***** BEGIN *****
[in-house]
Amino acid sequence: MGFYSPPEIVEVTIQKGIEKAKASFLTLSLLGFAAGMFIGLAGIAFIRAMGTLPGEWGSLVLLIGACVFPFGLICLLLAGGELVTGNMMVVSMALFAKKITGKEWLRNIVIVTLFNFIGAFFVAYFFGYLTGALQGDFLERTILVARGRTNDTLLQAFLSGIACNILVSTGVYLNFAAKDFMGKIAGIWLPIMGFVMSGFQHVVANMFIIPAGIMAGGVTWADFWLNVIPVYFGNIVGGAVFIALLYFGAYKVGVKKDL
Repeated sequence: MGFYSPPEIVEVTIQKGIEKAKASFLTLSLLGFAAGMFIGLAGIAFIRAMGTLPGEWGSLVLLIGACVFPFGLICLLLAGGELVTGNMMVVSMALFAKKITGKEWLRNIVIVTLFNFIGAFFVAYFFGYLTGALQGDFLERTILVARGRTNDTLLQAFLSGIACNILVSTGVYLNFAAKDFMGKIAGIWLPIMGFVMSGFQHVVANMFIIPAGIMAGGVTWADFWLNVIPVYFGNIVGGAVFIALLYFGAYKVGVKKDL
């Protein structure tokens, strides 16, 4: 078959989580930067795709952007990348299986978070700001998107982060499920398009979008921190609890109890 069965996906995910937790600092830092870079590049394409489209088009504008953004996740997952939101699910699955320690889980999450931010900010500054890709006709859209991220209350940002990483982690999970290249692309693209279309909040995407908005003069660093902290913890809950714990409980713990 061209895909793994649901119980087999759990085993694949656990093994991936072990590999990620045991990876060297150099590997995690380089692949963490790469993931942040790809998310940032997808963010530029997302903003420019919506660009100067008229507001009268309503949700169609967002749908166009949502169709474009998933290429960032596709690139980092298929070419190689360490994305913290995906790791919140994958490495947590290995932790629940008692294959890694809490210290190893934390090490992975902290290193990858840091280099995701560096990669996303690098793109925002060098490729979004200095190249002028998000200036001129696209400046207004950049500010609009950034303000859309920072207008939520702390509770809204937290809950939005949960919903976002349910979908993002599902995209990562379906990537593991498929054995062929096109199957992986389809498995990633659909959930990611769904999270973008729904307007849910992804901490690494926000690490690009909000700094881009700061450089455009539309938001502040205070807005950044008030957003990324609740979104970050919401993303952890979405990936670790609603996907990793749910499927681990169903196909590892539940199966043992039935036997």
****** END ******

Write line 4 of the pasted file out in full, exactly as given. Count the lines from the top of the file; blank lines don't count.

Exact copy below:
């Protein structure tokens, strides 16, 4: 078959989580930067795709952007990348299986978070700001998107982060499920398009979008921190609890109890 069965996906995910937790600092830092870079590049394409489209088009504008953004996740997952939101699910699955320690889980999450931010900010500054890709006709859209991220209350940002990483982690999970290249692309693209279309909040995407908005003069660093902290913890809950714990409980713990 061209895909793994649901119980087999759990085993694949656990093994991936072990590999990620045991990876060297150099590997995690380089692949963490790469993931942040790809998310940032997808963010530029997302903003420019919506660009100067008229507001009268309503949700169609967002749908166009949502169709474009998933290429960032596709690139980092298929070419190689360490994305913290995906790791919140994958490495947590290995932790629940008692294959890694809490210290190893934390090490992975902290290193990858840091280099995701560096990669996303690098793109925002060098490729979004200095190249002028998000200036001129696209400046207004950049500010609009950034303000859309920072207008939520702390509770809204937290809950939005949960919903976002349910979908993002599902995209990562379906990537593991498929054995062929096109199957992986389809498995990633659909959930990611769904999270973008729904307007849910992804901490690494926000690490690009909000700094881009700061450089455009539309938001502040205070807005950044008030957003990324609740979104970050919401993303952890979405990936670790609603996907990793749910499927681990169903196909590892539940199966043992039935036997």